Meet Ebon Heath. He's a Berlin-based artist with roots in Brooklyn and Bali who has a quite well diversified portfolio. His experience ranges from designing for Triple 5 Soul and Bad Boy Entertainment in the 1990s (Biggie's "Life After Death" LP design? Yeah, that was Heath) to jewelry design, sculpture and now Complex covers.
The text-based pieces you see wrapping Beyoncé on the new cover and the inside spread are actually physical sculptures that Heath created—not 3D text renderings or fancy Photoshop designs. The pieces were hung, B did her thing, and legendary fashion photographer Thierry Le Goues went to work.
We caught up with Ebon Heath recently to discuss the past, present and future of his work, and to hear about his Complex cover-making experience. Check the interivew...
Complex: What brought you to where you are today as an artist?
Ebon Heath: In a past life, I founded a studio called ((( stereotype ))) that did a lot of design work within New York Hip Hop culture—specifically, music packaging, magazines, and fashion—in the 1990s. After that I moved on to found Cell Out, which was using design to save the world by creating media for ngo's, non profits, and social minded brands. I also taught design at Lehman College in the Bronx. Now i find myself in Berlin making my art, trying to stay free and make bigger dreams come true daily.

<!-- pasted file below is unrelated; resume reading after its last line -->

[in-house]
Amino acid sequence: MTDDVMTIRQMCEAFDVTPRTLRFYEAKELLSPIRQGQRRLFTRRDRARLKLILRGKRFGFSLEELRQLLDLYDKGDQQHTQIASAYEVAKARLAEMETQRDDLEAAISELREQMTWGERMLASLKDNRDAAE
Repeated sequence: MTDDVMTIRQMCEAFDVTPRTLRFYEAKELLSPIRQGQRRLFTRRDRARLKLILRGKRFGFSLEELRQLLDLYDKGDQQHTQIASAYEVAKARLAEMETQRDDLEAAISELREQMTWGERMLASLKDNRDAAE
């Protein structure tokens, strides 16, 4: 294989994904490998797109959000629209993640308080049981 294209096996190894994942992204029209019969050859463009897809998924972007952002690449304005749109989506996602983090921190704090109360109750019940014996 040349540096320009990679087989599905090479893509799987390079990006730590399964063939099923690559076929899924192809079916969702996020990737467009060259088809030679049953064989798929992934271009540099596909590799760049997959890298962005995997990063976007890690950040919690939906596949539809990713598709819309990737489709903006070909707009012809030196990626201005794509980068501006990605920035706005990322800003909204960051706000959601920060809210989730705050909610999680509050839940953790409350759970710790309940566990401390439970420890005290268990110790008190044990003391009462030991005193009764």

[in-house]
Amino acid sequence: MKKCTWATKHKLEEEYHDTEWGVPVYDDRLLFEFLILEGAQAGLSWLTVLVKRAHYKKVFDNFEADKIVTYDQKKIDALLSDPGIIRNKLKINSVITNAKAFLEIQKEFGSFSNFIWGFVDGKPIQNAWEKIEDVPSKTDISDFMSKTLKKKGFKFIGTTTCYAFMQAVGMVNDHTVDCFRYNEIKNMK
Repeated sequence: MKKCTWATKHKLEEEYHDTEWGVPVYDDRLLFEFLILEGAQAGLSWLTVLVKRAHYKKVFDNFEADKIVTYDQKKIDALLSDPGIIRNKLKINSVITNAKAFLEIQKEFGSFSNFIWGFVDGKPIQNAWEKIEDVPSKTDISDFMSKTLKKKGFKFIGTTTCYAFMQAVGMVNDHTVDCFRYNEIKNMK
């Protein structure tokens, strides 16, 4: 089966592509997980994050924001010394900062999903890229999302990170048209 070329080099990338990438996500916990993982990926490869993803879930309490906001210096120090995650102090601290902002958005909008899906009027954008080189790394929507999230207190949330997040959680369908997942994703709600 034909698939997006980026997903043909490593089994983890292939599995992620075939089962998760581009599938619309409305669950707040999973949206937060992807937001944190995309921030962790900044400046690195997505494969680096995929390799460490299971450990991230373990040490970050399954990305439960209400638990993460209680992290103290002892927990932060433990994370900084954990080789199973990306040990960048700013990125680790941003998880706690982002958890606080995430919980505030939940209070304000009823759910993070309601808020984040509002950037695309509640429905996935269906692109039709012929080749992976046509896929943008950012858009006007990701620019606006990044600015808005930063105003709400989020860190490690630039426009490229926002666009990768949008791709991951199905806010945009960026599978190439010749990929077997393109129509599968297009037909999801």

What other things have informed your current work?
When I was young I saw Caulder's Circus and that always stuck in my mind—the idea of making objects come alive. Growing up with parents who loved Jazz really taught me how to listen, and then later the poetry of Hip Hop made me see the words dance. I also have been inspired by the rich Carnival culture of Trinidad, and by one of my mentors [Carnival artist] Peter Minshall. Remix it all visually together and it sounds like me.
At first glance, it isn't easy to see that the words are actually a physical object. Why make type into a physical thing at a time when almost everything else is going digital?
The main goal of my work with type is to liberate our words from the page or screen so they can come alive and express the content they uniquely hold. I have always been inspired by the organic nature of Graffitti and its ability to give type a unique form dependent on its surrounding letters, expressive intent, and usually the amount of time writers have to create.